Lots of good books this week (so many that I left off of the usuals like Unwritten), so let's get right to it:
First up this week comes from Image and is one of their newer titles, The Last of the Greats #4. The Last - A super alien whose siblings were all killed by humanity - deals with the starling realization from last issue that there is a "daughter" of The Greats and that he is now a father/mother while our protagonist Beaumont suffers for his oh so human choices. It's hard to talk too much about this issue without giving away it's ending, suffice to say it something I really didn't see coming but isn't exactly out of left field either when you think about the book's themes. Joshua Hale Fialkov continues to write a interesting story about power and instincts, while Brent Peeples; Nick Nix; and Eddy Swan (Penciler; Inker; and Colorist, respectively) present gentle artwork that isn't afraid to switch to violent on a moment's notice. Definitely recommend checking this out if you are looking for a book that deviates from the normal super-hero fare.
Moving over to Dark Horse Comics, we have Orchid #4. Lord Wolfe, self designated ruler of civilization, tells the tale of his beast-controlling general who he is about to sic on Simon and Orchid. While I liked the first issue, since then the book has been going down hill and this will be the last one I pick up. The world Tom Morello created for the book is interesting and has potential, but I just think the story he is telling with it is getting shallow and boring. This coupled with Scott Hepburn's art leaves me more disappointed that satisfied after reading it, so probably a book your going to want to pass on.
Going back to Image, we have the debut issue of Joshua Luna's new book, Whispers #1. Sam Webber is a man who spends a bit too much time in his own head, but that is about to change as he's just discovered he can leave his body while sleeping and effect the lives of people he knows. I was a little skeptical about how Joshua's work would be solo - most of his previous work has been collaborations with his brother Jonathan - but I have to say I really liked this first issue. Josh's art has a distinctly rougher feel, that works for the title and his story feels human with just a dash of weirdness to keep it interesting. If you've enjoyed the brothers' previous works - Ultra, The Girls, The Sword - I recommend giving this a shot.
Heading over to Marvel, we have X-Men Legacy #260.1 kicking off an east coast X-Men triple feature. Rouge's group settles into their new role at the Jean Grey School For Higher Learning with a friendly game of football and some unexpected grounds-keeping. Christos Gage and David Baldeon (writer and penciler) turn in a perfect .1 issue, that not only manages to introduce us to the regular cast (both new and old) but tell a self-contained story that establishes the book's tone. If only Marvel would make sure every .1 were held to this standard, I would get behind this initiative. Definitely check this one out, even if your not an X-Men fan it's worth a read.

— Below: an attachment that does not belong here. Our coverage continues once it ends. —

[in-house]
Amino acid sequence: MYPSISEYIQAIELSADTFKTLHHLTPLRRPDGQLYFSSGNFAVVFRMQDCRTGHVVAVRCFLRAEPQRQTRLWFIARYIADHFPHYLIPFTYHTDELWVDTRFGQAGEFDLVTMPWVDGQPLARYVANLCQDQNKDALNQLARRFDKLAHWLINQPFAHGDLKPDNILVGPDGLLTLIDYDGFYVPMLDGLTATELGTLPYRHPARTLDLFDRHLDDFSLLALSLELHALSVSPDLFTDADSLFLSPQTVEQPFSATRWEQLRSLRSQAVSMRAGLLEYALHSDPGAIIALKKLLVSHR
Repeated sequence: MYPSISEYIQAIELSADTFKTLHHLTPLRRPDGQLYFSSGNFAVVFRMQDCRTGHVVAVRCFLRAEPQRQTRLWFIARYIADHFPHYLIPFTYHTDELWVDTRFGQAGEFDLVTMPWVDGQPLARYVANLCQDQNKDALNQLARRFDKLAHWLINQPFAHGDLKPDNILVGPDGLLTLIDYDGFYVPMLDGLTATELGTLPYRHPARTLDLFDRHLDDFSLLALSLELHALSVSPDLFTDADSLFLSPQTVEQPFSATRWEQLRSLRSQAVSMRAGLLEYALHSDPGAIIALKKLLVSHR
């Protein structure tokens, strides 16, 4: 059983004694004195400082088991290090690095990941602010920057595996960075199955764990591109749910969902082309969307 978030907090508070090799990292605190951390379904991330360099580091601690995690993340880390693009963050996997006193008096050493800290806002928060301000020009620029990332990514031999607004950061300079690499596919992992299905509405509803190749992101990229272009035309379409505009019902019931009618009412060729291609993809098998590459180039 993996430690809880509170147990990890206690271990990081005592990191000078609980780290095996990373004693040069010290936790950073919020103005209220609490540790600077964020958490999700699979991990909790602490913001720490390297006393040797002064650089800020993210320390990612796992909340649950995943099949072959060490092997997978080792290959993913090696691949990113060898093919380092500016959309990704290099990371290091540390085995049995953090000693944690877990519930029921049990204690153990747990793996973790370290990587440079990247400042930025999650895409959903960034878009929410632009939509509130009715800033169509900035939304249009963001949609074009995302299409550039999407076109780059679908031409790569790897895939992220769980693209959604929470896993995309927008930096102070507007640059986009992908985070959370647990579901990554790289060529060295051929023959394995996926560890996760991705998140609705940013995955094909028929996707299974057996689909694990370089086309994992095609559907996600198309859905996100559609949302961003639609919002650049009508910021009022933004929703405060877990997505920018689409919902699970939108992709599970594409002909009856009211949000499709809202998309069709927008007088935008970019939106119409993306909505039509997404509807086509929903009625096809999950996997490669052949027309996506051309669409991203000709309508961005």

Venturing off the school grounds, we catch up with Madrox and crew in X-Factor #230. The group continues to mourn for Jamie - who unbeknownst to them is bouncing around alternate dimensions - as Wolverine shows up to help them in more ways that one. Only my second issue back reading X-Factor, but it's already commanding a regular spot on my pull list with Peter David's comedic writing and the cohesive art of Emanuela Lupacchino, Guillermo Ortego, and Matt Milla (penciler, inker, and colorist.) Looking forward to more great times from this crew, especially with their newly added characters - aka my main reason for returning to the title. A must buy if you want more than a few laughs from you funny books.
Heading back to Westchester County, and surprising even me as pick of the week, is Wolverine and the X-Men #4. The school gets a couple new students, straight over from Uncanny X-Force, and receives a guest lecture from Deathlok. While I stayed away from the book for the first few issues, based on the art and the bad taste the writer's last X-Men tale (Schism) left in my mouth, I decided to give this a shot with the new characters additions, and man am I glad I did. Feeling like a blend between Morrison's New X-Men and Kyle & Yost's New X-Men, Jason Aaron has written something in this book for every one. Mutants both young and old struggling to deal with their powers and the world in general may be the oldest synopsis for any X-Men book but why fix what isn't broken. While it could be viewed as a step backward from the previous years, the book setting it's self up as something so similar to books from almost ten years ago, I now see it more as giving readers an option for their mainstream X-Men consumption. You can follow the heavy hitters and action packed adventures of Team Cyclops in Uncanny X-Men, get back to the roots of young mutants learning to deal with the world in this title, or pick up both if your like me and can never seem to get enough X-Men. So check this one out if your craving that mutant education of yesteryear, as it also makes for a great introductory issue.
That's it for this week and since I "may" already be working on next week's reviews, I'll just leave it at that.